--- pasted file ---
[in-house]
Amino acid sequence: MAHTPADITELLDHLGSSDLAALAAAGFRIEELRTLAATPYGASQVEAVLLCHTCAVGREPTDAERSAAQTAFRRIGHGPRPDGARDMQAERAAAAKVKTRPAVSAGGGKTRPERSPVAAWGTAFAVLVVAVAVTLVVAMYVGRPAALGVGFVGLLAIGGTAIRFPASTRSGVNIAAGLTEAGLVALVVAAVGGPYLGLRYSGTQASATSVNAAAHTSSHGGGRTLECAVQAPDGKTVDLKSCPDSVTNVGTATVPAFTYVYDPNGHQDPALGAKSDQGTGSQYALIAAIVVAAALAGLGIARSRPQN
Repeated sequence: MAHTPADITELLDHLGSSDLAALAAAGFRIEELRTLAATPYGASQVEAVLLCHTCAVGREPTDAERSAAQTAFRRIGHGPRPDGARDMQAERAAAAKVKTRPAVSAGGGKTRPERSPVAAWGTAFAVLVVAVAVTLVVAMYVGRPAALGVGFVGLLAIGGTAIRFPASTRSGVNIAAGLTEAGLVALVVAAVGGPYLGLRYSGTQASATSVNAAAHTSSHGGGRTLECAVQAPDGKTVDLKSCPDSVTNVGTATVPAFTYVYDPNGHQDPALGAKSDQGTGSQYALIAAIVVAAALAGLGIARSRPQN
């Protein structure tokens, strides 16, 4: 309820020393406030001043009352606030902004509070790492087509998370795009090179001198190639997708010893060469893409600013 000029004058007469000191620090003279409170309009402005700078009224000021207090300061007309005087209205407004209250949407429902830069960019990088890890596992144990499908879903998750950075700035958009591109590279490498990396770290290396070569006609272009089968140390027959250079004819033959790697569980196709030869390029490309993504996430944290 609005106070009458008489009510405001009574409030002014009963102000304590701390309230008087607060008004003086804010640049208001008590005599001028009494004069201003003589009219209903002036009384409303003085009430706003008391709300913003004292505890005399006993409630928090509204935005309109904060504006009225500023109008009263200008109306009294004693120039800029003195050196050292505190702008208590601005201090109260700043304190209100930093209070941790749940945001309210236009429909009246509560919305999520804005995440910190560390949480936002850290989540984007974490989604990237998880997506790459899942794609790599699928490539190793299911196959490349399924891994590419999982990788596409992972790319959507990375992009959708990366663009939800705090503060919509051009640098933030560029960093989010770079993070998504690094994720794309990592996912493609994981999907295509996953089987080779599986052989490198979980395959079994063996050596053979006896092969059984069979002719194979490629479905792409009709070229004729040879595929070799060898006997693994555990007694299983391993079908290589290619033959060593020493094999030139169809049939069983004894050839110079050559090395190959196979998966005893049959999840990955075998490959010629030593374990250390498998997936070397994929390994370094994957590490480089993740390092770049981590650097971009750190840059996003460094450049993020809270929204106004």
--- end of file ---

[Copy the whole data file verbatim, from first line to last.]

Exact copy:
[in-house]
Amino acid sequence: MAHTPADITELLDHLGSSDLAALAAAGFRIEELRTLAATPYGASQVEAVLLCHTCAVGREPTDAERSAAQTAFRRIGHGPRPDGARDMQAERAAAAKVKTRPAVSAGGGKTRPERSPVAAWGTAFAVLVVAVAVTLVVAMYVGRPAALGVGFVGLLAIGGTAIRFPASTRSGVNIAAGLTEAGLVALVVAAVGGPYLGLRYSGTQASATSVNAAAHTSSHGGGRTLECAVQAPDGKTVDLKSCPDSVTNVGTATVPAFTYVYDPNGHQDPALGAKSDQGTGSQYALIAAIVVAAALAGLGIARSRPQN
Repeated sequence: MAHTPADITELLDHLGSSDLAALAAAGFRIEELRTLAATPYGASQVEAVLLCHTCAVGREPTDAERSAAQTAFRRIGHGPRPDGARDMQAERAAAAKVKTRPAVSAGGGKTRPERSPVAAWGTAFAVLVVAVAVTLVVAMYVGRPAALGVGFVGLLAIGGTAIRFPASTRSGVNIAAGLTEAGLVALVVAAVGGPYLGLRYSGTQASATSVNAAAHTSSHGGGRTLECAVQAPDGKTVDLKSCPDSVTNVGTATVPAFTYVYDPNGHQDPALGAKSDQGTGSQYALIAAIVVAAALAGLGIARSRPQN
């Protein structure tokens, strides 16, 4: 309820020393406030001043009352606030902004509070790492087509998370795009090179001198190639997708010893060469893409600013 000029004058007469000191620090003279409170309009402005700078009224000021207090300061007309005087209205407004209250949407429902830069960019990088890890596992144990499908879903998750950075700035958009591109590279490498990396770290290396070569006609272009089968140390027959250079004819033959790697569980196709030869390029490309993504996430944290 609005106070009458008489009510405001009574409030002014009963102000304590701390309230008087607060008004003086804010640049208001008590005599001028009494004069201003003589009219209903002036009384409303003085009430706003008391709300913003004292505890005399006993409630928090509204935005309109904060504006009225500023109008009263200008109306009294004693120039800029003195050196050292505190702008208590601005201090109260700043304190209100930093209070941790749940945001309210236009429909009246509560919305999520804005995440910190560390949480936002850290989540984007974490989604990237998880997506790459899942794609790599699928490539190793299911196959490349399924891994590419999982990788596409992972790319959507990375992009959708990366663009939800705090503060919509051009640098933030560029960093989010770079993070998504690094994720794309990592996912493609994981999907295509996953089987080779599986052989490198979980395959079994063996050596053979006896092969059984069979002719194979490629479905792409009709070229004729040879595929070799060898006997693994555990007694299983391993079908290589290619033959060593020493094999030139169809049939069983004894050839110079050559090395190959196979998966005893049959999840990955075998490959010629030593374990250390498998997936070397994929390994370094994957590490480089993740390092770049981590650097971009750190840059996003460094450049993020809270929204106004």